Shifting and Building Perspective While Learning a New Language with Maria Antoine in High School Spanish

Holly Caldwell
Peer into this Upper School classroom and you’ll hear swirling discussions on the persistence of racial and socioeconomic segregation in American schools; or a comparative analysis of the 2008 economic crisis and what that might mean for young working generations in a post-COVID-19 reality.

While such academically rigorous themes are traditionally examined in courses including U.S. History, Macroeconomics, or Civics, you may be surprised to learn that they are just a smattering of topics covered in a typical day in “Profe” Maria Antoine’s high school Spanish classes. Here you will not find learning exercises that characterized world language learning of previous generations—an endless stream of verb conjugations that lacked meaningful context, bilingual vocabulary sheets and dictation exercises for the sake of rote memorization, or contrived dialogues designed to “improve” conversational abilities.

Learning Language through Meaningful Immersion
On the contrary, students at Shipley learn world language through an immersive experience. By using scaffolding techniques coupled with authentic materials in the target language, Profe Antoine helps students build their foundation of vocabulary and knowledge on a variety of topics. They then put their skills to practical use in a real-world immersive experience through opportunities like the pen pal program they have with a school in Spain. As students study practical vocabulary and grammar, they are then encouraged to communicate with teenagers halfway across the world to discuss meaningful topics in the target language. Such platforms will no doubt serve to chip away at the cliché that has plagued US schools for decades: “I took four years of Spanish and can’t string a single sentence together.” 

Developing Empathy & Fluency
Through live video chats and emails, Shipley students communicate with their pen pals in groups of varying sizes that allow for individualized levels of comfort. Topics examined this year include the ways in which our education system differs from the more equitable and publicly state-funded model in Spain, as well as the stark difference in earning potential between working men and women. These conversations were particularly eye-opening for some students, Profe Antoine noted, as many had not realized that working mothers in Spain essentially “work for free for several months” as compared to their male counterparts. It provided some food for thought as they think about their future careers and no doubt instilled in them a new level of empathy for others, a core goal of developing collective well-being.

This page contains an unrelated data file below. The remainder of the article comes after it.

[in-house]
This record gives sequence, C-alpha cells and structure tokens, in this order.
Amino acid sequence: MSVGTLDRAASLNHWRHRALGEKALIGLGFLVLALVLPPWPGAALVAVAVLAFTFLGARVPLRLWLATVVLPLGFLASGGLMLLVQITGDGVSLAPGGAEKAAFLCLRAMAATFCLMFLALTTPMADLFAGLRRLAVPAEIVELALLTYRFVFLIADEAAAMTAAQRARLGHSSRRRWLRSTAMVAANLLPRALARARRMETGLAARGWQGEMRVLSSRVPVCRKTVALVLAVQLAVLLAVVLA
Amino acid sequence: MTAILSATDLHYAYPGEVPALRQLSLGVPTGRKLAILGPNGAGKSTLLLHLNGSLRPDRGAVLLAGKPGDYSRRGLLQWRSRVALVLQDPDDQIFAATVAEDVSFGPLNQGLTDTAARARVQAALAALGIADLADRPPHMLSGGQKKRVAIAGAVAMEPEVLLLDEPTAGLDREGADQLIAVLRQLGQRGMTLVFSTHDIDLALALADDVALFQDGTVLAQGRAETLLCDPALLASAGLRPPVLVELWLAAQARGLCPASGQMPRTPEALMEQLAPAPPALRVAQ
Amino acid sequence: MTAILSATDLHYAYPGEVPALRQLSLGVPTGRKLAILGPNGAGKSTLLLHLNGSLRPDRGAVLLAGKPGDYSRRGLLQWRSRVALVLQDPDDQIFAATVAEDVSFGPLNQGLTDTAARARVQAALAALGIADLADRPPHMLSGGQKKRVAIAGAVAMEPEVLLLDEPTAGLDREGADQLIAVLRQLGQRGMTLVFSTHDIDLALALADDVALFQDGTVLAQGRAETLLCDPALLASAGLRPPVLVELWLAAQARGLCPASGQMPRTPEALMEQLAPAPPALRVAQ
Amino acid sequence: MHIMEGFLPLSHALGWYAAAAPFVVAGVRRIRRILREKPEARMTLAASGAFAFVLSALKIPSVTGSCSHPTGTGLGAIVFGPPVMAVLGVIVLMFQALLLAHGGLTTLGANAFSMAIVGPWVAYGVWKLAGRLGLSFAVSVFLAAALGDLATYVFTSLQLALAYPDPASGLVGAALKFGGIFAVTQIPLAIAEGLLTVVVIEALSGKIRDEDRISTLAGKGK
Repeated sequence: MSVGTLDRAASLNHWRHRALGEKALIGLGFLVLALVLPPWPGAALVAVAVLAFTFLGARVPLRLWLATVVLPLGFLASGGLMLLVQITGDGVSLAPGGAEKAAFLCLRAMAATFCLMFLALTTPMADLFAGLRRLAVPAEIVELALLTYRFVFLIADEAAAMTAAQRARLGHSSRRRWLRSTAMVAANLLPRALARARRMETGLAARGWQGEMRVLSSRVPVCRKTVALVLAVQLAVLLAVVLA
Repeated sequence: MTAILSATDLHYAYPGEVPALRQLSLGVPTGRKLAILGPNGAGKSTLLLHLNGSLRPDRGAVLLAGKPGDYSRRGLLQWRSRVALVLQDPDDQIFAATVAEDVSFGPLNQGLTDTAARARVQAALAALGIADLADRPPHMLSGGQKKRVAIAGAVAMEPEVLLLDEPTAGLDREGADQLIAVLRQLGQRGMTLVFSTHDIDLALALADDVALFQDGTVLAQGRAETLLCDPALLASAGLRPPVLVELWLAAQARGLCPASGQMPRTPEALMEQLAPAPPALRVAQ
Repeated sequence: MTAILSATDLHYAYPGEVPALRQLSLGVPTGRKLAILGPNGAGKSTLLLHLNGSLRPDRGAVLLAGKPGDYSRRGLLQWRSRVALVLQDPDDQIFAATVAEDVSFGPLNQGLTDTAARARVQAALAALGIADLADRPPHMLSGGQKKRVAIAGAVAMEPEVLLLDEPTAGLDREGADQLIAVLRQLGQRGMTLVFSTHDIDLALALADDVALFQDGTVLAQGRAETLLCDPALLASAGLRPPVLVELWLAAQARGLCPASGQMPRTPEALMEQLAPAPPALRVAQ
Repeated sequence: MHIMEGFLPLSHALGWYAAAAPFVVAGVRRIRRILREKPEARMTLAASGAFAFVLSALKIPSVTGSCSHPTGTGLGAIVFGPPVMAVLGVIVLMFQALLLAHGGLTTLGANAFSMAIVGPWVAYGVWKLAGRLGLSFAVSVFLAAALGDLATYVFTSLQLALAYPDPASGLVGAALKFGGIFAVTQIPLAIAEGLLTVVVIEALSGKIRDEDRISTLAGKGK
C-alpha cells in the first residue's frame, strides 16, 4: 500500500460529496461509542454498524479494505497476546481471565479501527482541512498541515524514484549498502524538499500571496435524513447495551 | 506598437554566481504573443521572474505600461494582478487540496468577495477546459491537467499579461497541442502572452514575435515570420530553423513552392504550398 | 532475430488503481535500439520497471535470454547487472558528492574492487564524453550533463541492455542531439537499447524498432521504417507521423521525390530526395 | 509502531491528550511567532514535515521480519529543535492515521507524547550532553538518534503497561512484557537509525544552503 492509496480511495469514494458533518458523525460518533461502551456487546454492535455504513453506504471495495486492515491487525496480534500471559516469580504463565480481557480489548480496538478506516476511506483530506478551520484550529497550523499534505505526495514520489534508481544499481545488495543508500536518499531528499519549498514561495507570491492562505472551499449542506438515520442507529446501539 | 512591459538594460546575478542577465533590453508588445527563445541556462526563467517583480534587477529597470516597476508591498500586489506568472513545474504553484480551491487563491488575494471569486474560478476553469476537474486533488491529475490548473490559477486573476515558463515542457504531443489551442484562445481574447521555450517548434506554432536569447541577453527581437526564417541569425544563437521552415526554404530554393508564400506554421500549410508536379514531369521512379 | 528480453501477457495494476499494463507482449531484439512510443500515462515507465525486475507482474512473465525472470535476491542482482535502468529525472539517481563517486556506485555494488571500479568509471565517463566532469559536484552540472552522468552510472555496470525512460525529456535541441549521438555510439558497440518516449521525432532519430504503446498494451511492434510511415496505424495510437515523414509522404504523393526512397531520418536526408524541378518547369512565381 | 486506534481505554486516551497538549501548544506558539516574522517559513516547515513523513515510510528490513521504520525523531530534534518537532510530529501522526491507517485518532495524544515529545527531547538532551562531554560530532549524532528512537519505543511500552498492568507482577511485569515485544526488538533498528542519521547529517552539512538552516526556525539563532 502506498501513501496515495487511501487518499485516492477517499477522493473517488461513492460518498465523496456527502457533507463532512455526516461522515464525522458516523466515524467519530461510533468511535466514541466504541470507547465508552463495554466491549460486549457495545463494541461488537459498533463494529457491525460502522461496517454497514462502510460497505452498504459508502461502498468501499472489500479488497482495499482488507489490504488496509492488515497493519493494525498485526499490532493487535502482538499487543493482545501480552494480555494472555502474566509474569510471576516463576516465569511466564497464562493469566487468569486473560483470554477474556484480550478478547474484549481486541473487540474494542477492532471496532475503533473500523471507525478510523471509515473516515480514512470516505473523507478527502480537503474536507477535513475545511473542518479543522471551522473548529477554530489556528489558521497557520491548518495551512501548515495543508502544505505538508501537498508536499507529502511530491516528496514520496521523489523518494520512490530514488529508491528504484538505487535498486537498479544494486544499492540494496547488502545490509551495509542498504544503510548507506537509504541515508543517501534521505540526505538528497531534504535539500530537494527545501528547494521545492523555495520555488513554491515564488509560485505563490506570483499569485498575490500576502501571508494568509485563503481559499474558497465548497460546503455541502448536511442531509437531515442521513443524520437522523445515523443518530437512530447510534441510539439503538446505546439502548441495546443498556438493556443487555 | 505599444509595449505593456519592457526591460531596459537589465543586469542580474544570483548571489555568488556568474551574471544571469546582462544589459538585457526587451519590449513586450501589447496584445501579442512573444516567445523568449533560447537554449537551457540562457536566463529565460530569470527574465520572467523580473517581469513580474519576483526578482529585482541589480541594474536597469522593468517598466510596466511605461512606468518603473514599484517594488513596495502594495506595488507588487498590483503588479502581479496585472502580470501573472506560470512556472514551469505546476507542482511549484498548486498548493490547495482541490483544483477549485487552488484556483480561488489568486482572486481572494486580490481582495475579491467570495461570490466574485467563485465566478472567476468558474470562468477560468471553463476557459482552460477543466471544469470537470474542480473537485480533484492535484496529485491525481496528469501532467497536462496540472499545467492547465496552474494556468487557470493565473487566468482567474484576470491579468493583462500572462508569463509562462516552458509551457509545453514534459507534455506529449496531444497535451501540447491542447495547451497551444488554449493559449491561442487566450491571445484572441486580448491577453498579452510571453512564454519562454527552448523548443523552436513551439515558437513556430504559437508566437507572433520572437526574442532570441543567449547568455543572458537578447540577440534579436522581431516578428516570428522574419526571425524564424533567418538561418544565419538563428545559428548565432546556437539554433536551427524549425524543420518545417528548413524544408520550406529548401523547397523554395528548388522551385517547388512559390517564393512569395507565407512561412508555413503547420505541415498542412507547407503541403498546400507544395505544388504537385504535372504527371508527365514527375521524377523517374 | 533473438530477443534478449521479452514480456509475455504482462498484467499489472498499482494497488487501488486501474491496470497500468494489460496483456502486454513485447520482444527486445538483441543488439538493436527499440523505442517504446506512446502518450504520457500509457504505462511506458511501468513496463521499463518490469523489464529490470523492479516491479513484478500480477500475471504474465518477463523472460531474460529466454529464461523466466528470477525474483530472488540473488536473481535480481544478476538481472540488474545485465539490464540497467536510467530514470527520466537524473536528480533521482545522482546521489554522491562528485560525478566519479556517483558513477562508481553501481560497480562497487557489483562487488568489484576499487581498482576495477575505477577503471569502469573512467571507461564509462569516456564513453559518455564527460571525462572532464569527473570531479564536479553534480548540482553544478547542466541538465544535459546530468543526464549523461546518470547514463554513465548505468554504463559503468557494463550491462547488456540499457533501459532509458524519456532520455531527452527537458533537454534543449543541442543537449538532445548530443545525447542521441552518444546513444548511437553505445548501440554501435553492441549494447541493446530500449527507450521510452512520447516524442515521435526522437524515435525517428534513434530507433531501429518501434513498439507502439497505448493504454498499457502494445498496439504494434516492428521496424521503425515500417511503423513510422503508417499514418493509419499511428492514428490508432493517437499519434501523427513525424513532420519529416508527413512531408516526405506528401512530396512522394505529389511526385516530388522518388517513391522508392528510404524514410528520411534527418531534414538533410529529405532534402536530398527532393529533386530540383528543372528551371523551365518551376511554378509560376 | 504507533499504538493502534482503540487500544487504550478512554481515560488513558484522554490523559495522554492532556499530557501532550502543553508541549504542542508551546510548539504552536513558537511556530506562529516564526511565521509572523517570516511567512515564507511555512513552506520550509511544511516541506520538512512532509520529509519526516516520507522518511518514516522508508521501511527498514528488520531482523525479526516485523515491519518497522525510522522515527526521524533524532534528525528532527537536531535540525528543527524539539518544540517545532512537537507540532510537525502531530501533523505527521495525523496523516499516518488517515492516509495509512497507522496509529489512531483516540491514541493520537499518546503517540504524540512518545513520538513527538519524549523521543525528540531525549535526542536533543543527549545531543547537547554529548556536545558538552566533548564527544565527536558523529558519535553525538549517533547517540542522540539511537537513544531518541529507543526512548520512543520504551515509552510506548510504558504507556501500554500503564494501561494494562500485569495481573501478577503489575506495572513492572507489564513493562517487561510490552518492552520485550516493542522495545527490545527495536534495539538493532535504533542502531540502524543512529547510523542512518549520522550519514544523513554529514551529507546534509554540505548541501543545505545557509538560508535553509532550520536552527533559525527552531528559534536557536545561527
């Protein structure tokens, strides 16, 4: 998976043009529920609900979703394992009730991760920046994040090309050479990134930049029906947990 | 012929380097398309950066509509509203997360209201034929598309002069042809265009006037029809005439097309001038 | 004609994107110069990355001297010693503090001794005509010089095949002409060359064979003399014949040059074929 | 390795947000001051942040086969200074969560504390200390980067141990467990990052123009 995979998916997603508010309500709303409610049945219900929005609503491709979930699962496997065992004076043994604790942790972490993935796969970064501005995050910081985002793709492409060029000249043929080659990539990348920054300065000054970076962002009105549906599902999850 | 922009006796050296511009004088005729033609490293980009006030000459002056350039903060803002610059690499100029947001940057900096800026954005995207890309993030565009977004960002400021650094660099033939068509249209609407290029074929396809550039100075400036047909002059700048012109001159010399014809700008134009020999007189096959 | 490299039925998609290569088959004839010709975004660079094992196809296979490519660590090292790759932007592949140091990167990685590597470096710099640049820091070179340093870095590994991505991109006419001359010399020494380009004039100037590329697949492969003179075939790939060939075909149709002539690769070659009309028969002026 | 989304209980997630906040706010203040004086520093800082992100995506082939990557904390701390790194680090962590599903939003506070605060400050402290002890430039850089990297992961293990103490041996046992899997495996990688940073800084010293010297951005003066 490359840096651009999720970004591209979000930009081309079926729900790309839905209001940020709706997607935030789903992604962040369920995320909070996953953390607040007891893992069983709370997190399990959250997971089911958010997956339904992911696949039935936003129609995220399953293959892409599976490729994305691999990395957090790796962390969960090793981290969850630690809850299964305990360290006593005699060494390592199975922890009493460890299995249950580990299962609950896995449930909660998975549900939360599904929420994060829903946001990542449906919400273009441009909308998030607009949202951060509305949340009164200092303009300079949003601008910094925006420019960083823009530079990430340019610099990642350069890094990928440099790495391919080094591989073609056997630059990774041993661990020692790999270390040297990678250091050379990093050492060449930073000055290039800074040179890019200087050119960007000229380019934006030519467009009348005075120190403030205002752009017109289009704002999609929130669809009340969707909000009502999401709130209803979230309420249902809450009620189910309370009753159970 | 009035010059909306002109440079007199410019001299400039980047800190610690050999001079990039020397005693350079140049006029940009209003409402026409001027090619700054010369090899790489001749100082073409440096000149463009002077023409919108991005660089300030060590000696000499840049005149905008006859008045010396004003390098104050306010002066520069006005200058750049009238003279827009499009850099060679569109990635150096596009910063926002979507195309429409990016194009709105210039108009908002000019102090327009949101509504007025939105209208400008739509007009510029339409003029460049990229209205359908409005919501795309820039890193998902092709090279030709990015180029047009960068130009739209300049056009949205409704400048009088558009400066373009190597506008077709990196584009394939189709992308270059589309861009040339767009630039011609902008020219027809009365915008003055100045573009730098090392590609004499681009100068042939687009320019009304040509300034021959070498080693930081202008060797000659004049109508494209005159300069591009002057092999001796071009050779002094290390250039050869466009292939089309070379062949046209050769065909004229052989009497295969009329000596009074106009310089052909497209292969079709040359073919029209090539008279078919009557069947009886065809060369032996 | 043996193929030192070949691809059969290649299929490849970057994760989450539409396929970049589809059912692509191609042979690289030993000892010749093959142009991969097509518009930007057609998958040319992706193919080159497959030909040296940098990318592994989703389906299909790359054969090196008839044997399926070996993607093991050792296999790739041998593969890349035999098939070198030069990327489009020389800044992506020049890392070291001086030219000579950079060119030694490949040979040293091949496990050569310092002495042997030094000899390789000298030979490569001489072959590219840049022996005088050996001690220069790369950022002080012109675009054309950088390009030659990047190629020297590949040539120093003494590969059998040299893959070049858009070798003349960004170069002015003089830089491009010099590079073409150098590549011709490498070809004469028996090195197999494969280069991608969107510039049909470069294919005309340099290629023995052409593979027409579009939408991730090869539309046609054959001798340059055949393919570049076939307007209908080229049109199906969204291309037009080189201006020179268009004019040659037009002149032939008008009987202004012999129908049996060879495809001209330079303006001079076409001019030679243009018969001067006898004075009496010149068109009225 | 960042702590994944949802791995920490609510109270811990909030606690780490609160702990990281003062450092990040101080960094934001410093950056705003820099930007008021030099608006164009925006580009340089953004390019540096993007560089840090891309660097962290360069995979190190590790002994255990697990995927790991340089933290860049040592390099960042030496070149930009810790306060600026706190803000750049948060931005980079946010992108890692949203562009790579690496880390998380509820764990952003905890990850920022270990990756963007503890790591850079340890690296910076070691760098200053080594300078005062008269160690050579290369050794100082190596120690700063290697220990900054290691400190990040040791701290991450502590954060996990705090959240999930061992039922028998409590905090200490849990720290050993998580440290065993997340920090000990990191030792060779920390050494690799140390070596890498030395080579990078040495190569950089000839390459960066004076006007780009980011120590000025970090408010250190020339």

Global Citizenship and a Growth Mindset
Such valuable teaching methods also build upon one of Shipley’s central models of providing rigorous academic training grounded in critical thinking. In so doing, they encourage students to formulate data-driven opinions, broaden their horizons, and develop different perspectives—elements that are all essential to becoming responsible global citizens. How, you may ask, is it possible for new language learners to engage in such fruitful conversations with native speakers? Providing a safe environment where students know their mistakes are welcome is key. As Señora Antoine aptly remarked, “Shipley’s World Language Department truly has a growth mindset when it comes to learning another language. We shift the perspective on making mistakes. I tell students, mistakes reflect what is yet to be learned, not of what we do not know.”


The Shipley School is a private, coeducational day school for pre-kindergarten through 12th grade students, located in Bryn Mawr, PA. Through our commitment to educational excellence, we develop within each student a love of learning and a desire for compassionate participation in the world.